As a nation of pet lovers, one of the biggest worries for pet owners is who gets to keep the pets when a relationship breaks down.

In divorce proceedings, the Family Court considers a different number of factors when deciding who should keep the family pets including who purchased them, whether they were gifted to the other party and who met the pet expenses throughout the marriage. This may not necessarily be the person who has cared for the family pets day-to-day which often makes them feel as though they are at a disadvantage. So what can be done from the outset to try to avoid these kinds of disputes?

We are all aware of the concept of Pre-Nuptial Agreements. They aim to set out what will happen in the event of the breakdown of the marriage. But what about Pet-Nuptial Agreements? What are they and are they taken into account by the Court?

Pet-Nuptial Agreements aim to set out who the family pets will live with, what contact they will have with the ‘non-resident owner’ and who will be responsible for the day-to-day and larger expenses (e.g. vet bills) in the event of divorce.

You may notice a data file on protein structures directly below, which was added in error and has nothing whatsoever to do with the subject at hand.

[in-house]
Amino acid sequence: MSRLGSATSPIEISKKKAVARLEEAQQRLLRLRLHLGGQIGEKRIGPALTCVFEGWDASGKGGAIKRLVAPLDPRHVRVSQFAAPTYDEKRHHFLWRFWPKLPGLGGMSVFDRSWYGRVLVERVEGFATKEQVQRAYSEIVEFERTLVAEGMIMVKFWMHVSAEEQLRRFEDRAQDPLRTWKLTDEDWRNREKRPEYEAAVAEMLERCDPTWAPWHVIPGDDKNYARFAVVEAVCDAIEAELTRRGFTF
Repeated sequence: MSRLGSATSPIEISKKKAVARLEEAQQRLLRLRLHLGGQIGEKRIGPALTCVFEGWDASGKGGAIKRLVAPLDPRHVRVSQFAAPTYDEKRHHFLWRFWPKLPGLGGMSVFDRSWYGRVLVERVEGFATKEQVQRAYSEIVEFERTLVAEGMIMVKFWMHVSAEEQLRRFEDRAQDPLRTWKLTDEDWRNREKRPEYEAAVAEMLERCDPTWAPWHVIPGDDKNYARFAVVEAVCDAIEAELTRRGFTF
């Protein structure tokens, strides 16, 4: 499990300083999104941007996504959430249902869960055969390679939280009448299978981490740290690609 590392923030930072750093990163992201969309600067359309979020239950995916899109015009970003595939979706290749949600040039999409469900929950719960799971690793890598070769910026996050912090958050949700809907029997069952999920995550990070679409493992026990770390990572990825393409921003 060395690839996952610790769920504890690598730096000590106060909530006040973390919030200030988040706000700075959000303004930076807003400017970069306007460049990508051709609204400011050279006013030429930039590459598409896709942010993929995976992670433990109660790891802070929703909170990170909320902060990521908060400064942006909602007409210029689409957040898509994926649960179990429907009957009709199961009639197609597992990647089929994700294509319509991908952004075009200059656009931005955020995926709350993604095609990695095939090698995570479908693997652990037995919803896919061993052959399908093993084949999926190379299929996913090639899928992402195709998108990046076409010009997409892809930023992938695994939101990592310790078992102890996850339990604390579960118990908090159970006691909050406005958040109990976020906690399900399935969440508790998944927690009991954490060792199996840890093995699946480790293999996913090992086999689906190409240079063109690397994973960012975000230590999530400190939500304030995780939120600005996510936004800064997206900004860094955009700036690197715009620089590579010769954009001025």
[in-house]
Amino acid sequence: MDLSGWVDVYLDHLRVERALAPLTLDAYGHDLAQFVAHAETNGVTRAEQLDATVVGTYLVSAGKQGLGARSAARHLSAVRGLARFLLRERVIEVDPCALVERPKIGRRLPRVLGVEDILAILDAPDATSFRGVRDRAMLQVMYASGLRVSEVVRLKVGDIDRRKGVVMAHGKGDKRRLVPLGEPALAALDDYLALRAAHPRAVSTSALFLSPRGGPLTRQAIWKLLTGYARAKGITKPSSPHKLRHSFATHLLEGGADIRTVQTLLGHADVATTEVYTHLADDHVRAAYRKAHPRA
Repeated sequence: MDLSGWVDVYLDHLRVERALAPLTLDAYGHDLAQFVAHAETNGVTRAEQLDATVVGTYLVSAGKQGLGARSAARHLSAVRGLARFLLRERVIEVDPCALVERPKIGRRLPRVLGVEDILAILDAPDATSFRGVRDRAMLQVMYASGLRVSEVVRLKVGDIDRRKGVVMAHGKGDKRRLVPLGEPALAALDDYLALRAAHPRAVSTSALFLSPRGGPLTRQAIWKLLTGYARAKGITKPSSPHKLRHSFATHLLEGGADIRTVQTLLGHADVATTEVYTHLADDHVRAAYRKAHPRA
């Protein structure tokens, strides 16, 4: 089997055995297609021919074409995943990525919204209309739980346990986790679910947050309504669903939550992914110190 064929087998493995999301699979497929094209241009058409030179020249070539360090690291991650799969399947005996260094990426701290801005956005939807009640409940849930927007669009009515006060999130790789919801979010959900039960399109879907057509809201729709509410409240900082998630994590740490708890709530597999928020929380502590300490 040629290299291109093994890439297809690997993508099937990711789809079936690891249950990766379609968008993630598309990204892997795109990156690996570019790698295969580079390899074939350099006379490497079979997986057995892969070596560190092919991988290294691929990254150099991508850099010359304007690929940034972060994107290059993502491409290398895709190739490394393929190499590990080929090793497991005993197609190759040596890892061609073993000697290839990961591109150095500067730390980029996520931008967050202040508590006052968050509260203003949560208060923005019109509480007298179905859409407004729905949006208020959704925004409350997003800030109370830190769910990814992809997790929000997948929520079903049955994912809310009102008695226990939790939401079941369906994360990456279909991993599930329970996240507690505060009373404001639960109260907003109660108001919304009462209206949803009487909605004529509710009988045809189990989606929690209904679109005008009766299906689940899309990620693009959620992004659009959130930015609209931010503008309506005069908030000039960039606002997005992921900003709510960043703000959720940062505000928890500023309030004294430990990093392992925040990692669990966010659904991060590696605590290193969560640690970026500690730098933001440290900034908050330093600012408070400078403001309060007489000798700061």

Just like Pre-Nuptial Agreements, the divorce courts are not bound to take a Pet-Nuptial Agreement into account but if the agreement has all the legal ingredients of a contract and the court finds that the couple understood the agreement that they were committing to, the Court has power to take the Agreement into account under Section 25 of the Matrimonial Causes Act 1973 which is the legislation applied by the Courts in determining a settlement within a divorce.

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